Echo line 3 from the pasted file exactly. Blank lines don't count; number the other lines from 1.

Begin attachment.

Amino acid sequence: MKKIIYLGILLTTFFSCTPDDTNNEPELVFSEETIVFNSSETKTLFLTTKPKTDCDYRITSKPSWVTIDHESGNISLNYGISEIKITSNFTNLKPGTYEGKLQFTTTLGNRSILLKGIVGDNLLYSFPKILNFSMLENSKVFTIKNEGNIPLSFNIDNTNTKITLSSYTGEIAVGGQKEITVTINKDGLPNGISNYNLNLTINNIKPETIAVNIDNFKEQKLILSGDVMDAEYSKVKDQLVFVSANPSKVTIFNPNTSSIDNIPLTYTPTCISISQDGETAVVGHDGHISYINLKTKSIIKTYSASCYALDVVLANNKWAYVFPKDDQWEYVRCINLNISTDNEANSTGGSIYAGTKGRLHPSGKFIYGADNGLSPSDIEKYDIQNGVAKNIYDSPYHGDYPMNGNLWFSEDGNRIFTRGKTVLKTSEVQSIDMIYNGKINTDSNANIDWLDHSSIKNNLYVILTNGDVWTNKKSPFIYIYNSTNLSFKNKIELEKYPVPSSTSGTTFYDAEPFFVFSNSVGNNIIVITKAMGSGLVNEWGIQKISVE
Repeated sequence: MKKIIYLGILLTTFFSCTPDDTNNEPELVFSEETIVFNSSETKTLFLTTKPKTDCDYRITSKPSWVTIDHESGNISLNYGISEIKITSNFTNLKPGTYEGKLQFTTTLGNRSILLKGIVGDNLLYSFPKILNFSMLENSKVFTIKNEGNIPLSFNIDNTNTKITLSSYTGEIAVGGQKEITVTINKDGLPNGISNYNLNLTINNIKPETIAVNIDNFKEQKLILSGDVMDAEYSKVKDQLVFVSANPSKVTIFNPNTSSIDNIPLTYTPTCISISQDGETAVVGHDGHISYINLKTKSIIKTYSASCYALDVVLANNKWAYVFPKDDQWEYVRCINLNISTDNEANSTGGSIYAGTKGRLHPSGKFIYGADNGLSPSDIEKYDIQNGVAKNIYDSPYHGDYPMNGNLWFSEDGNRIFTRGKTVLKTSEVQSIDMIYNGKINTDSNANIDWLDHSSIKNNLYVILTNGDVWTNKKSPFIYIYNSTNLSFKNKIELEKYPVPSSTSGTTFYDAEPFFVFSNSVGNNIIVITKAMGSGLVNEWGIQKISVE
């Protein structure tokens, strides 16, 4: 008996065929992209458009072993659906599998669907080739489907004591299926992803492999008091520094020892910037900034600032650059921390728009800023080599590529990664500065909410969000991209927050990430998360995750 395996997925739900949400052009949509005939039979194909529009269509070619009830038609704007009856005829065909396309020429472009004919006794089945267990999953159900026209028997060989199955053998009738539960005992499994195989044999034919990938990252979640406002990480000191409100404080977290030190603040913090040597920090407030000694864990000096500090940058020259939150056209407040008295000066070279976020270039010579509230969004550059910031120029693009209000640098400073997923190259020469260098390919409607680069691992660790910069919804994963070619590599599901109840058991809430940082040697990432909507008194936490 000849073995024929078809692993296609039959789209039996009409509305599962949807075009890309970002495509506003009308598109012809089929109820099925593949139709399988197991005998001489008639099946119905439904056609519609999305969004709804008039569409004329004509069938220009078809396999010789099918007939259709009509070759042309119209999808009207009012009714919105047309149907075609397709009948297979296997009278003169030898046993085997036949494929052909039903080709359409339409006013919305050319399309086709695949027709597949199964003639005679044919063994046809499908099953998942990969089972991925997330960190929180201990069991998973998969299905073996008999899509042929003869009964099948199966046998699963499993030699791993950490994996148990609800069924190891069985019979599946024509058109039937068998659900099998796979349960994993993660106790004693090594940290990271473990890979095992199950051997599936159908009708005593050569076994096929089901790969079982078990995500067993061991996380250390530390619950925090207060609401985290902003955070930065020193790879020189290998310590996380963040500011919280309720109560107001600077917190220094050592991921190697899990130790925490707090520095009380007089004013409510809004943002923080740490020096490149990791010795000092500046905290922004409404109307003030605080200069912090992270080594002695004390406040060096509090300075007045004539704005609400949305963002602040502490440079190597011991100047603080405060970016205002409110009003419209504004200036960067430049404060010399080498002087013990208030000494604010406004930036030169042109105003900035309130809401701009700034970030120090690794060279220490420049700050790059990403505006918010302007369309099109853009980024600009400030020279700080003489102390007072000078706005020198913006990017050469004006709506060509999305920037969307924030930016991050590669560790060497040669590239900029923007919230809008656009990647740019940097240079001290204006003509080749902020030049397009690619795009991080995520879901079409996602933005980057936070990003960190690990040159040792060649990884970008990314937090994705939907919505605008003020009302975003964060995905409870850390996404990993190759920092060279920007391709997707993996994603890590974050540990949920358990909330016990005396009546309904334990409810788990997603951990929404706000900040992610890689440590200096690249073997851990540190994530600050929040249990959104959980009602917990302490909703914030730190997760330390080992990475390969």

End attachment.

């Protein structure tokens, strides 16, 4: 008996065929992209458009072993659906599998669907080739489907004591299926992803492999008091520094020892910037900034600032650059921390728009800023080599590529990664500065909410969000991209927050990430998360995750 395996997925739900949400052009949509005939039979194909529009269509070619009830038609704007009856005829065909396309020429472009004919006794089945267990999953159900026209028997060989199955053998009738539960005992499994195989044999034919990938990252979640406002990480000191409100404080977290030190603040913090040597920090407030000694864990000096500090940058020259939150056209407040008295000066070279976020270039010579509230969004550059910031120029693009209000640098400073997923190259020469260098390919409607680069691992660790910069919804994963070619590599599901109840058991809430940082040697990432909507008194936490 000849073995024929078809692993296609039959789209039996009409509305599962949807075009890309970002495509506003009308598109012809089929109820099925593949139709399988197991005998001489008639099946119905439904056609519609999305969004709804008039569409004329004509069938220009078809396999010789099918007939259709009509070759042309119209999808009207009012009714919105047309149907075609397709009948297979296997009278003169030898046993085997036949494929052909039903080709359409339409006013919305050319399309086709695949027709597949199964003639005679044919063994046809499908099953998942990969089972991925997330960190929180201990069991998973998969299905073996008999899509042929003869009964099948199966046998699963499993030699791993950490994996148990609800069924190891069985019979599946024509058109039937068998659900099998796979349960994993993660106790004693090594940290990271473990890979095992199950051997599936159908009708005593050569076994096929089901790969079982078990995500067993061991996380250390530390619950925090207060609401985290902003955070930065020193790879020189290998310590996380963040500011919280309720109560107001600077917190220094050592991921190697899990130790925490707090520095009380007089004013409510809004943002923080740490020096490149990791010795000092500046905290922004409404109307003030605080200069912090992270080594002695004390406040060096509090300075007045004539704005609400949305963002602040502490440079190597011991100047603080405060970016205002409110009003419209504004200036960067430049404060010399080498002087013990208030000494604010406004930036030169042109105003900035309130809401701009700034970030120090690794060279220490420049700050790059990403505006918010302007369309099109853009980024600009400030020279700080003489102390007072000078706005020198913006990017050469004006709506060509999305920037969307924030930016991050590669560790060497040669590239900029923007919230809008656009990647740019940097240079001290204006003509080749902020030049397009690619795009991080995520879901079409996602933005980057936070990003960190690990040159040792060649990884970008990314937090994705939907919505605008003020009302975003964060995905409870850390996404990993190759920092060279920007391709997707993996994603890590974050540990949920358990909330016990005396009546309904334990409810788990997603951990929404706000900040992610890689440590200096690249073997851990540190994530600050929040249990959104959980009602917990302490909703914030730190997760330390080992990475390969």